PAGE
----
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Ten years after author Stanley Gordon West self-published his novel Blind Your Ponies, the book gets called up to the big show.

Nearly 30 years ago, Stanley Gordon West was living and working as a camp director in southwestern Montana, an area that had become a hotbed for Hollywood scribes and others of that ilk. Inspired by the creative energy, he decided to try writing a book. “I jumped in, got out an old manual typewriter and started pounding out a novel,” he says.

West’s first book, Amos: To Ride a Dead Horse, was picked up and published in 1985 and was even turned into a made-for-TV movie starring Kirk Douglas. But when West wrote a follow-up novel, the publishing house gave him the brush-off.

Undeterred, West continued to write, and in 1997 — 12 years after the release of his debut novel — he decided to try the self-publishing route. A writer friend gave him some advice. “He told me to print 200, because [otherwise] you’ll have them in your garage the rest of your life,” West remembers. “I knew he was conservative, so I printed 3,000.”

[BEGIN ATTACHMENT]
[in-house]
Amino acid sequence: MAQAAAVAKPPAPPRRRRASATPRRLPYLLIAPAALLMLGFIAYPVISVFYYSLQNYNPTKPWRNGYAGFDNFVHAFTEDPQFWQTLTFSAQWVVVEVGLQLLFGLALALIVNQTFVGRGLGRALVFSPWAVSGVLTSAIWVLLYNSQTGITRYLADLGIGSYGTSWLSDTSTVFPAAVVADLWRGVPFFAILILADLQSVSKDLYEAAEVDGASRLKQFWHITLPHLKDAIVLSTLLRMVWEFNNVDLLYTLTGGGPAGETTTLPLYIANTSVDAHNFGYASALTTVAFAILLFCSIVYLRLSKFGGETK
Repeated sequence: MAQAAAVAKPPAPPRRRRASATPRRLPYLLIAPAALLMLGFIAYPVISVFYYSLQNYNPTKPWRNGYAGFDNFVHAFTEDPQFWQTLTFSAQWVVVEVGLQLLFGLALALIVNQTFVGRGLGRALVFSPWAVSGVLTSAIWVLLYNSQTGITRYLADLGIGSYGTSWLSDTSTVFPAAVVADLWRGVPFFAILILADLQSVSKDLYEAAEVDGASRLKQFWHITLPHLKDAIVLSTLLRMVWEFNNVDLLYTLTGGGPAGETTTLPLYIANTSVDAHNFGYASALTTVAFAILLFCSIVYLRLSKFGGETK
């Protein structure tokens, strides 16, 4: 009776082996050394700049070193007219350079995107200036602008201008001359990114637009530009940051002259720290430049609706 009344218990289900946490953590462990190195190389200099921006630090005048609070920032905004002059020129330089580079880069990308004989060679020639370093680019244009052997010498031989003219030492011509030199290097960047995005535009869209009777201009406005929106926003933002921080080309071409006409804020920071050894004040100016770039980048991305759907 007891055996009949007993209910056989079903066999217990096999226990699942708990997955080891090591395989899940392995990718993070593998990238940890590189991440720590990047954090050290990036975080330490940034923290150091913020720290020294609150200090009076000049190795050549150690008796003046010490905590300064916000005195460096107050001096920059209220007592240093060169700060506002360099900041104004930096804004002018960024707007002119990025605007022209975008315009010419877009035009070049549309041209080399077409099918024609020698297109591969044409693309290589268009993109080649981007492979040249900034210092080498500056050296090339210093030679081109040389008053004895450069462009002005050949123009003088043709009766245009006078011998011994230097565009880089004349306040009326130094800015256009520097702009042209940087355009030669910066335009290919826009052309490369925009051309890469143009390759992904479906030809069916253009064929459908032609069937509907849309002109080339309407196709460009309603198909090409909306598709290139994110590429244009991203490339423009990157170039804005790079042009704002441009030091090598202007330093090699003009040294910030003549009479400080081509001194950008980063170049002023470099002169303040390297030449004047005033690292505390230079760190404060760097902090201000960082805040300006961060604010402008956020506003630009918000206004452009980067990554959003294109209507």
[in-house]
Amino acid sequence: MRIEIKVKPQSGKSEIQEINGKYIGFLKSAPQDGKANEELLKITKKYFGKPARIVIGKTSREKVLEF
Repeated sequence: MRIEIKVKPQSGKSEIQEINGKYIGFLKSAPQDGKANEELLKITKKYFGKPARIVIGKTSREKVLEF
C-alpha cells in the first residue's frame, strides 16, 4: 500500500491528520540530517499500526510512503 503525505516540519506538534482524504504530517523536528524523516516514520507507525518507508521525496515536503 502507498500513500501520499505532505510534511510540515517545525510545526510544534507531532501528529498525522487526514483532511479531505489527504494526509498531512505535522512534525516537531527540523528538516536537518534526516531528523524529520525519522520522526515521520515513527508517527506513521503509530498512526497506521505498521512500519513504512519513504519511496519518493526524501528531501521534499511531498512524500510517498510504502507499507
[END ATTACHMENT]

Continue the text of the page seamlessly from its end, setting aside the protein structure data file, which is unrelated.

The first run sold out, so he went back and published another. And then another. And another. By 2001, West was self-publishing his sixth book, a novel titled Blind Your Ponies, which is about a small town in Montana that rallies around the local high school’s basketball team.

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Cut to last year, when Pam Lowe, who’d heard about Ponies from a friend, recommended it to her son, Kurtis, a sales rep who worked with Algonquin Books. He did some research and found that a whopping 40,000 copies of the book had been sold via special order from bookstores, thanks solely to word-of-mouth recommendations. He mentioned it to an Algonquin editor.

Around the same time, Amazon discovered the novel and tried to buy the rights, at which point, as West puts it, “The pot got stirred.” An industry bidding war began, with six publishing houses expressing interest. Algonquin eventually won out. “Everybody can relate to [the book],” says Chuck Adams, Algonquin’s executive editor. “There’s no artifice in this. It’s a great story.”

West, 78, has now sold more than 151,000 copies of his self-published titles. But when Ponies hits shelves nationwide this month, he can expect to sell quite a few more.

Algonquin publisher Elisabeth Scharlatt says it’s only fitting that West’s tale is getting a storybook ending. “It’s kind of an old-fashioned publishing story,” she says. “And sort of an old-fashioned feel-good novel too.”